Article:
Tuscaloosa, Alabama (CNN) -- It was around by 5 p.m. Wednesday when residents first saw the monster tornado heading toward the heart of this proud Southern university town.
Many prayed. Others grabbed video phones. Some fled for their lives.
The winds hissed. The destructive force of Mother Nature that day won't ever be forgotten by the 93,000 people who call Tuscaloosa home.
That day has united them, through horror and hope, tears and prayers.
Michael Zutell, a manager at a CVS, rushed a family of three into the pharmacy's breakroom, where they huddled with employees. Their car had screeched to a halt at the door, the tornado just across the street.
Not too far away, Lenora Bolden saw it from her front porch and cuddled with her 5-year-old daughter and husband. Her daughter sang out, "Jesus! Jesus! Jesus!" Bolden chimed in with "Thank you! Thank you! Thank you."
Janet Puckett buried her head in clothes in an alcove of her house a few blocks away. "Oh God," she said as her house trembled.
Gar Blume had a different reaction. "Oh s---," he screamed.
Blume was in his law office in a Tuscaloosa neighborhood known as Alberta or Alberta City -- a working-class residential area east of downtown that's predominantly African-American and Hispanic.
Blume would owe his life to five people who pulled him from rubble -- one of whom he said was a known drug dealer. In a one-block radius around Blume's office, he said, at least 15 people were killed.
Sharon Burns had no way of knowing at the time, but Alberta Baptist Church -- the house of worship where three generations of family have attended, the church where her grandfather laid the cornerstone in 1922 -- was about to get pummeled.
Just up the road, Alberta Elementary had stood as a beacon of hope for low-income children here. Built in recent years, the school was a state-of-art facility, complete with a computer lab, gym, library and plush rooms. Luckily, it was empty Wednesday afternoon.
One of the few things still standing at the school is a doorway. Above it, the sign reads, "School is cool."
As bad as the destruction is across Tuscaloosa, Ground Zero lies in Alberta, where homes and anything else in the tornado's path were demolished for blocks on end.
"I've never seen devastation like this," President Obama said as he toured Alberta during a visit to Tuscaloosa on Friday.
Front yard a trash can
Janet Puckett stands outside what's left of her home on 30th Avenue in Alberta. Its walls crumbled under the force of the storm. Her living room and a front bedroom disappeared. The roof of the house got sucked up, too.
"A war zone," she says of the mountains of broken 2-by-4s and other debris all around.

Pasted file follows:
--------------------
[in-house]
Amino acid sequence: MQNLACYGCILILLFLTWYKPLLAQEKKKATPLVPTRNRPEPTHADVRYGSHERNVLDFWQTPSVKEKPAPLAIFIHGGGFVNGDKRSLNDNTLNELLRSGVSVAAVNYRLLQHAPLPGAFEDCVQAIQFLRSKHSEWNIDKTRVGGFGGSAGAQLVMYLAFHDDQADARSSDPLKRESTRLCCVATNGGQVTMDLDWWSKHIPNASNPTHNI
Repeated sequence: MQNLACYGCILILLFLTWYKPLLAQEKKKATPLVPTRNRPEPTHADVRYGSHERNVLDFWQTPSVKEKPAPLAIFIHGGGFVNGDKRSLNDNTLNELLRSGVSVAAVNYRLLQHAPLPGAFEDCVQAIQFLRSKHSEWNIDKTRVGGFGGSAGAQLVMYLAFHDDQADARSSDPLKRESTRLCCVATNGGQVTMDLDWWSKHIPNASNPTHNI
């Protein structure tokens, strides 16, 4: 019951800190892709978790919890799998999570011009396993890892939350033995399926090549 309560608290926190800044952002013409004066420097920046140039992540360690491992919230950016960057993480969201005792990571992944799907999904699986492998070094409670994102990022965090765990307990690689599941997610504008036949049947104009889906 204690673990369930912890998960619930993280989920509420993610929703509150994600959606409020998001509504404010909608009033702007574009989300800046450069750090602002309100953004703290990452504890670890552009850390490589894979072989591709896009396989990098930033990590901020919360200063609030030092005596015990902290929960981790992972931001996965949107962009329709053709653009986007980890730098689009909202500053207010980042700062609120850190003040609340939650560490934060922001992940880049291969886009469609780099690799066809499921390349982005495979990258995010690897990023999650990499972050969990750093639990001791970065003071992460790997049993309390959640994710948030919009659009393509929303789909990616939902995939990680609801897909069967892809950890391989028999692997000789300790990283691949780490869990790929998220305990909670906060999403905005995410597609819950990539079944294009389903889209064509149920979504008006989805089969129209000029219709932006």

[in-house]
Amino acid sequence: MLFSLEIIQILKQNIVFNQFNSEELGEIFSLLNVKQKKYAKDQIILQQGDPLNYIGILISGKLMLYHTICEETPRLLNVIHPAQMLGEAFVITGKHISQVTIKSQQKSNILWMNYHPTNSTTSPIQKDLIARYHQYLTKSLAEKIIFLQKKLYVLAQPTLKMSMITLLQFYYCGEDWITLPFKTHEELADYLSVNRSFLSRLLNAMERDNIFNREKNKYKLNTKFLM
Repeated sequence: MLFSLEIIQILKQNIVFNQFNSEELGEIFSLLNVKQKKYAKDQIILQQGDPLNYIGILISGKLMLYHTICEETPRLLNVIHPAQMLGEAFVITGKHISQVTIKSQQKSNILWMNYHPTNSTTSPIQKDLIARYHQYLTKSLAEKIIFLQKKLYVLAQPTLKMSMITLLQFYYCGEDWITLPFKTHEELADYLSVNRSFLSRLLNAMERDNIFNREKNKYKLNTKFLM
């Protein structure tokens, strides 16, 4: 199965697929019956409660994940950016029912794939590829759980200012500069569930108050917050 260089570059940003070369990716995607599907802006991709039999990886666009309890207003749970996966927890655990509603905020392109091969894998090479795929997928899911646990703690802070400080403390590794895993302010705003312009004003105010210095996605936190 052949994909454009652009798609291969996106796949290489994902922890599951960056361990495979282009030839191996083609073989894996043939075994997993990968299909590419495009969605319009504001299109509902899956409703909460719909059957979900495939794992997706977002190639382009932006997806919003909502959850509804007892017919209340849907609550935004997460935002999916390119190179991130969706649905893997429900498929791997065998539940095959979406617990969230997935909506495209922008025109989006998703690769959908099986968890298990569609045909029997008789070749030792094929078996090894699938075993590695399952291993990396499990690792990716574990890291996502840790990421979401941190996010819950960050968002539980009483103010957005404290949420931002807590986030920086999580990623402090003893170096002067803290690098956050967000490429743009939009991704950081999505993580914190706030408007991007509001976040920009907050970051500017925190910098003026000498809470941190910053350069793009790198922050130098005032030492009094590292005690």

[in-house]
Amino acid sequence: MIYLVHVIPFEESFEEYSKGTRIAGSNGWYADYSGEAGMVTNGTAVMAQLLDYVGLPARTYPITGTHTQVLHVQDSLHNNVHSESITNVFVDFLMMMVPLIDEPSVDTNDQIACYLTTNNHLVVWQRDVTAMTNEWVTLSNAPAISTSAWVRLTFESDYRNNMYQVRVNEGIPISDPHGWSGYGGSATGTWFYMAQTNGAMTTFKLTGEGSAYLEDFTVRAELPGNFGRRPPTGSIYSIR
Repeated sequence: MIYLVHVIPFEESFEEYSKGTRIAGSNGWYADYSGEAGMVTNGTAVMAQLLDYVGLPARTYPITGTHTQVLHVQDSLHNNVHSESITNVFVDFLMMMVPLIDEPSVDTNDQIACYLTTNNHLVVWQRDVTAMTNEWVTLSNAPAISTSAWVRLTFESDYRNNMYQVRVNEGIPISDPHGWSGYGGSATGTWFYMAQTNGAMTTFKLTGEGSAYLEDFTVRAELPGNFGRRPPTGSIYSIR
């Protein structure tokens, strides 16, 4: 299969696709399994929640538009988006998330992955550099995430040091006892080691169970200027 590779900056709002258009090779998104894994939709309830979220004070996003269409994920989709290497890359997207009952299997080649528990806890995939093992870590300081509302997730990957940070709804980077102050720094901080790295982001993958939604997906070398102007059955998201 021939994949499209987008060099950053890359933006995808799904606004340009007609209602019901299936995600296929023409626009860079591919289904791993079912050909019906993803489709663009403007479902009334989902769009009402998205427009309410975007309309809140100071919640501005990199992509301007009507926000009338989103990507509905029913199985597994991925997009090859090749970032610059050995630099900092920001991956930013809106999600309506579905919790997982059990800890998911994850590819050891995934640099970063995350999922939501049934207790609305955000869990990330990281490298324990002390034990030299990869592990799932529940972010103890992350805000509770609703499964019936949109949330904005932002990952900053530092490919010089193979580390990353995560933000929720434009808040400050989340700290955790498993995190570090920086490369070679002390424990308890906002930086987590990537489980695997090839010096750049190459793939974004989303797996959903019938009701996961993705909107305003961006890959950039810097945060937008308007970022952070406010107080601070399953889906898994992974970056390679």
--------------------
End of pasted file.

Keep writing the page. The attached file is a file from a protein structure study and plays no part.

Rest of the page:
She raised her three boys in that home, lived there for 30 years. She points across the road, three homes up, to where her truck landed in an oak tree. "It's buried in a twisted part of the tree," she says. Her other vehicle got tossed across the yard, its windows smashed in.
The tornado picked up a neighbor's home and dropped it across the street. The woman inside was killed.
Puckett is glad to be alive, she says, "but I've lost everything really."
She laughs, smiles and chuckles as she surveys the damage, her family all around. The only thing intact in her home is the deep freeze, which sits where it always has in the kitchen.
"You have to laugh to keep from crying, I guess."
When the tornado hit, she simply hung on tight and kept her head buried. Walls shook, dust fell everywhere.
"When I looked up, all I could see is sky," she says. "It was still daylight. You see the pictures on TV of these war zones. That's what I was thinking of.
"My nerves were shaking all over my body."
Her youngest son, Tommy, was killed seven years ago at age 23 in a car accident.
Her husband has been hospitalized for the last six months with an array of health problems. Now this.
"They say the Lord can't put on you more than you can take," she says. "But how much more can I take?"
Amid the debris, she's found some photos of her youngest son, "but not all."
"I don't know where they are," she says. "Under all that mess, I guess."
She tosses an empty french fry container on the debris heap. Her front yard is now a trash can. The family has planted an American flag out front, a ray of hope that they will rebuild.
A few houses up, amid the twisted piles of former homes, someone's walker stands in a front yard. Resting against it is a young woman's wedding photo, a wide smile on her face.